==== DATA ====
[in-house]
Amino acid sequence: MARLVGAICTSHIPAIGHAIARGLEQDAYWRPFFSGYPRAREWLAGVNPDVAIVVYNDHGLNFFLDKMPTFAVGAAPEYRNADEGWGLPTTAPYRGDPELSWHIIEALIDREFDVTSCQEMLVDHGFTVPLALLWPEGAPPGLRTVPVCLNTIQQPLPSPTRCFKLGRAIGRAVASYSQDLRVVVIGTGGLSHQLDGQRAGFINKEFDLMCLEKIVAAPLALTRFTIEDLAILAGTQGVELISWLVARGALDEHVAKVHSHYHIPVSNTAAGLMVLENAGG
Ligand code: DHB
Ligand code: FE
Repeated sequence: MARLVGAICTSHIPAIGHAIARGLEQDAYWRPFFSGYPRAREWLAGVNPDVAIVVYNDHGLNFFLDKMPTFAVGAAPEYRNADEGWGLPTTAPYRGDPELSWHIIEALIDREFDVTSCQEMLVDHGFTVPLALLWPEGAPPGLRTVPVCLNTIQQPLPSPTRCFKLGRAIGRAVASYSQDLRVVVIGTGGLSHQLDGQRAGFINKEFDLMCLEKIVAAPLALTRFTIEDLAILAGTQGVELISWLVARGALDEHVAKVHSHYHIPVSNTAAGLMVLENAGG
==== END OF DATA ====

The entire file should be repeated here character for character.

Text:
[in-house]
Amino acid sequence: MARLVGAICTSHIPAIGHAIARGLEQDAYWRPFFSGYPRAREWLAGVNPDVAIVVYNDHGLNFFLDKMPTFAVGAAPEYRNADEGWGLPTTAPYRGDPELSWHIIEALIDREFDVTSCQEMLVDHGFTVPLALLWPEGAPPGLRTVPVCLNTIQQPLPSPTRCFKLGRAIGRAVASYSQDLRVVVIGTGGLSHQLDGQRAGFINKEFDLMCLEKIVAAPLALTRFTIEDLAILAGTQGVELISWLVARGALDEHVAKVHSHYHIPVSNTAAGLMVLENAGG
Ligand code: DHB
Ligand code: FE
Repeated sequence: MARLVGAICTSHIPAIGHAIARGLEQDAYWRPFFSGYPRAREWLAGVNPDVAIVVYNDHGLNFFLDKMPTFAVGAAPEYRNADEGWGLPTTAPYRGDPELSWHIIEALIDREFDVTSCQEMLVDHGFTVPLALLWPEGAPPGLRTVPVCLNTIQQPLPSPTRCFKLGRAIGRAVASYSQDLRVVVIGTGGLSHQLDGQRAGFINKEFDLMCLEKIVAAPLALTRFTIEDLAILAGTQGVELISWLVARGALDEHVAKVHSHYHIPVSNTAAGLMVLENAGG